Taking Your Writing to the Next Level
Saturday, October 16, 2021 ~ 9:00 a.m.-4:30 p.m. CDT
To register, go here. After registering, you will receive a confirmation email containing information about joining the webinar. Tickets are limited; register early! After the event, recordings of all sessions will be available to registrants unable to attend all sessions.
All times listed are Central Time. Please adjust as necessary for your own time zone.
Opening Keynote Speaker ~ Leslie C. Youngblood 9:15a.m.-9:45a.m.
A former assistant professor of creative writing at Lincoln University in Jefferson City, Missouri, Leslie C. Youngblood has received a host of writing honors, including a 2014 Yaddo Elizabeth Ames Residency and the Lorian Hemingway Short Story Prize. She saw her critically acclaimed debut middle-grade novel, Love Like Sky, publish in 2018 with Disney Books. Her current MG novel, Forever This Summer, published in July 2021 with Little Brown Books for Young Readers. Born in Bogalusa, Louisiana, Leslie currently lives in Rochester, New York, and is at work on her third novel. She will share her personal writing story along with her path to publishing.
Closing Keynote Speaker ~ Alex Kiester 3:45p.m.-4:15p.m.
After graduating from Rhodes College with a degree in creative writing, Alex Kiester worked as a copyeditor for the Journal of the Texas House of Representatives then as a book editor for a boutique romance publisher. Her debut novel, In Her Skin, came out as an Audible Original in fall, 2019. It was listed as one of November’s Top Ten Trending Audible Originals and was included in Audible’s roundup of “Rave-Worthy Listens” for winter 2019 and August 2020. Her forthcoming novel, The Truth About Ben and June, will be out February 2022. She currently lives in Austin, TX with her husband.
INFORMATIVE & INTERACTIVE WORKSHOPS
Memoir vs Fiction: Did That Really Happen? ~ Eileen Sanchez 10:00a.m.-11:00a.m.
In this workshop you will learn how to decide to tell an important life event. When your writing is based on personal experience, you can choose to present it as fiction or non-fiction. When the presenter realized she was a witness to a unique event in Civil Rights history she felt a responsibility to share her experience. It seemed to be a memoir. As the memoir unfolded on the page unexpected issues arose. What was the best way to tell the story? Why was this an important story to tell? Who would the audience be? From point of view to privacy, participants will learn the decision points between memoir and fiction. Tell your story.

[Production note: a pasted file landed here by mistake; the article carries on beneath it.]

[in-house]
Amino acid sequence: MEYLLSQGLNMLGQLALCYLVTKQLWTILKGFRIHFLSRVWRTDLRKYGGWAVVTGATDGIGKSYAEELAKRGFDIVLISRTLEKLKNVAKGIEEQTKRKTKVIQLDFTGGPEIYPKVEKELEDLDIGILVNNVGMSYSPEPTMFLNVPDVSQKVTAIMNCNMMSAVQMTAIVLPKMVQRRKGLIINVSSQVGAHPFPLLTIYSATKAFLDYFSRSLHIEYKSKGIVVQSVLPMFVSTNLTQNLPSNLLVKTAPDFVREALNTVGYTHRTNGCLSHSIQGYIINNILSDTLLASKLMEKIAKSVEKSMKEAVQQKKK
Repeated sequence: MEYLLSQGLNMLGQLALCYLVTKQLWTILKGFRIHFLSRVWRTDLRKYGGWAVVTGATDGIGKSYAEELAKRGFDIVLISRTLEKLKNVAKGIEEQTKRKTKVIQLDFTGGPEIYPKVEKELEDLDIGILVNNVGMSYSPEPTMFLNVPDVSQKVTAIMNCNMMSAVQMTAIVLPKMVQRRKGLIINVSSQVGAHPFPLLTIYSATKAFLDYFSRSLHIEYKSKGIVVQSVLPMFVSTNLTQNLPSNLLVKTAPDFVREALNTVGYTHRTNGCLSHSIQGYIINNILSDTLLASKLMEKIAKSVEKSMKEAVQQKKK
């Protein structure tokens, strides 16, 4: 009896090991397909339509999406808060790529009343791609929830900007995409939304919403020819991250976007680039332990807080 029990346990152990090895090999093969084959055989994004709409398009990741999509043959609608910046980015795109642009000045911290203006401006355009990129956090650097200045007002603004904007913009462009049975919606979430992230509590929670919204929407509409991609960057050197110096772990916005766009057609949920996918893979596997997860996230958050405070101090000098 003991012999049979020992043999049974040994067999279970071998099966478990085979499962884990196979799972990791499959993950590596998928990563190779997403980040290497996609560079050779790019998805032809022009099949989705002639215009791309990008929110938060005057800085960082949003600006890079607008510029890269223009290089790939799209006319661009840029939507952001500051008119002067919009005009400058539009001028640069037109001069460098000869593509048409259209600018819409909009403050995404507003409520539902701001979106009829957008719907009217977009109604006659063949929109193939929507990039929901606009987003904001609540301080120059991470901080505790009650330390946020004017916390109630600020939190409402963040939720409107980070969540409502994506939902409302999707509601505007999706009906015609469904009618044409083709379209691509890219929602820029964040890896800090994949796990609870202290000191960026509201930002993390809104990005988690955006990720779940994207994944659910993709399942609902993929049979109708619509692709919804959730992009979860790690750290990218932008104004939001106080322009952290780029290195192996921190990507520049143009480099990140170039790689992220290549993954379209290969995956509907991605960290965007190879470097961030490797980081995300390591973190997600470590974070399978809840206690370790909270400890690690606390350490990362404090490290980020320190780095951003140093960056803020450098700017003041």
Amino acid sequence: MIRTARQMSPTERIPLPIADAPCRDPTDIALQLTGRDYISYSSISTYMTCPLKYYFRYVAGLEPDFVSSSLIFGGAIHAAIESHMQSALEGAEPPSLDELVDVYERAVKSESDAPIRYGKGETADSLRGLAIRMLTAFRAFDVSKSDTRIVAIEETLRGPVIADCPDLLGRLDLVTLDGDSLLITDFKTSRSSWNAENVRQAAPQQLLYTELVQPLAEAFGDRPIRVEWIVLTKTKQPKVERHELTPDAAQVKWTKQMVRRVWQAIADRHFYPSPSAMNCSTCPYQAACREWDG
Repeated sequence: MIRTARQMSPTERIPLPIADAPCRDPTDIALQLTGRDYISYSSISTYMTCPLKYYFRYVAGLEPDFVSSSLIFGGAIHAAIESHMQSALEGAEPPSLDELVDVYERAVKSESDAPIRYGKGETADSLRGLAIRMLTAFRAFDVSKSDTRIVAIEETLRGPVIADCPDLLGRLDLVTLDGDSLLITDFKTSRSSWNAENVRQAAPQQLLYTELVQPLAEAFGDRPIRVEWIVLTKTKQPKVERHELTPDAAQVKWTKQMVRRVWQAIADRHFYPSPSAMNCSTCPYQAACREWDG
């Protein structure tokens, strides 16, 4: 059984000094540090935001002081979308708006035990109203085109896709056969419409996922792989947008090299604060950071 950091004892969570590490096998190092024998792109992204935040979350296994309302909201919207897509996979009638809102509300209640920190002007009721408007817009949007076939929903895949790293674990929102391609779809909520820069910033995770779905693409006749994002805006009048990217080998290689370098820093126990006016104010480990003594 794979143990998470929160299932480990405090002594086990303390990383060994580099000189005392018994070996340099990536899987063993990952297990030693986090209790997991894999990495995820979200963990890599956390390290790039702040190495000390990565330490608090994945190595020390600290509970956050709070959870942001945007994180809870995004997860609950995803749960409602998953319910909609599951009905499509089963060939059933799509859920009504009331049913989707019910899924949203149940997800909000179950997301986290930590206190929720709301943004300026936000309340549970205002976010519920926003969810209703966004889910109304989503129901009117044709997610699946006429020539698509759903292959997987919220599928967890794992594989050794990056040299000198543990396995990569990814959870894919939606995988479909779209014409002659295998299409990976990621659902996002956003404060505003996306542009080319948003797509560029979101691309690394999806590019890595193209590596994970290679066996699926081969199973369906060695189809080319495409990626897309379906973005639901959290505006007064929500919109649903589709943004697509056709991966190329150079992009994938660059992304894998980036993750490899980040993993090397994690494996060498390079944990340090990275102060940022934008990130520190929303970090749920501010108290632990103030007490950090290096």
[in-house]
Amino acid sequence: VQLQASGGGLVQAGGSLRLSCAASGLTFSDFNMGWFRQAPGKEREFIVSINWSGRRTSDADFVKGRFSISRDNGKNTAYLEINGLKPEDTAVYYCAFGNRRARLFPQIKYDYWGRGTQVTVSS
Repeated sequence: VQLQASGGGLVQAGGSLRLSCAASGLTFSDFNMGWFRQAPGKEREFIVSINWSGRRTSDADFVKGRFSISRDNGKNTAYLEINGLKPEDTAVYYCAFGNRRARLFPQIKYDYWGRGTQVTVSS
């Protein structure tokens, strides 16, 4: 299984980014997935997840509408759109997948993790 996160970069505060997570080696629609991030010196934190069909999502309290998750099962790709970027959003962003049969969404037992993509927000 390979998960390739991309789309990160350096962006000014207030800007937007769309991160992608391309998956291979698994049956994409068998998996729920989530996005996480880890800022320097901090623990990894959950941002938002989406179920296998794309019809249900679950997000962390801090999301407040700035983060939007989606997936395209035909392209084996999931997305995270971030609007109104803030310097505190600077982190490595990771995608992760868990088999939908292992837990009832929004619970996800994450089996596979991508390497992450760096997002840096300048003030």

Eileen Harrison Sanchez is now retired after a forty-year career in education. She started as a teacher and ended as a district administrator. A reader, a writer and a perennial—a person with a no-age mindset—Sanchez considers family and friends to be the most important parts of her life, followed by traveling and bird watching from her gazebo. Freedom Lessons is her first published novel.
Eileen is an administrator of Prose and the Pandemic and blogs as Gram’s Book Club, recommending books to inform young people of the small stories that make up our history. Before retirement she presented numerous workshops to educators at district, state and national levels. She continues to present in person and virtually, to readers and educators at conferences, book clubs and in libraries on using historical fiction to teach social justice.
The Building Blocks of a Story: How to Craft Scenes With Purpose and Power ~ Barbara Linn Probst 11:15a.m.-12:15p.m.
Scenes are the building blocks of fiction, memoir, and screenplays. This hands-on, step-by-step workshop will take participants through the components of an effective scene, why each component is important, and how to spot (and correct) weaknesses. A framework, with examples, will be used to illustrate different kinds of scene structure. Together, we will examine some scenes that work and some that don’t. Participants will have an opportunity to apply the framework to one of their own scenes-in-progress, which they are asked to bring to the session.
Barbara Linn Probst is a writer of award-winning fiction and non-fiction, whose debut novel Queen of the Owls (April 2020) is the powerful story of a woman’s search for wholeness, framed around the art and life of iconic American painter Georgia O’Keeffe. Queen of the Owls was a medalist or finalist for seven awards, including the Sarton Award. Barbara’s second book, The Sound Between the Notes (April 2021) explores timeless questions of identity and belonging through the unique perspective of a musician and is the recipient of a starred Kirkus Review, given only to books “of remarkable merit.”